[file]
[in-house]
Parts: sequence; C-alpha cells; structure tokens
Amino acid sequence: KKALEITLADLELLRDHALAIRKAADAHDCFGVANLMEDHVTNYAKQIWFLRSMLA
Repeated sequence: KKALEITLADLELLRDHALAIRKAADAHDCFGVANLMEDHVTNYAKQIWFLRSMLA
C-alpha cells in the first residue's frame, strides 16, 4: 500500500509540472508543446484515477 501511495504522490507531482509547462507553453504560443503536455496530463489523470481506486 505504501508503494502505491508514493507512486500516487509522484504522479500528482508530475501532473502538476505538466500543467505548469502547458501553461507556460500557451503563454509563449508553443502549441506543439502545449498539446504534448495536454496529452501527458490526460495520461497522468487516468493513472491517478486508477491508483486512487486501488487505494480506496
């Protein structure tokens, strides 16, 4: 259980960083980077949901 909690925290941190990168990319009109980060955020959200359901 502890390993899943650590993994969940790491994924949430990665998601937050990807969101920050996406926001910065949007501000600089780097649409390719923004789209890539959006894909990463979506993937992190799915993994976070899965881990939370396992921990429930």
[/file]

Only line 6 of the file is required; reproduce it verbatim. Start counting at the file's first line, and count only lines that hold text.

């Protein structure tokens, strides 16, 4: 259980960083980077949901 909690925290941190990168990319009109980060955020959200359901 502890390993899943650590993994969940790491994924949430990665998601937050990807969101920050996406926001910065949007501000600089780097649409390719923004789209890539959006894909990463979506993937992190799915993994976070899965881990939370396992921990429930």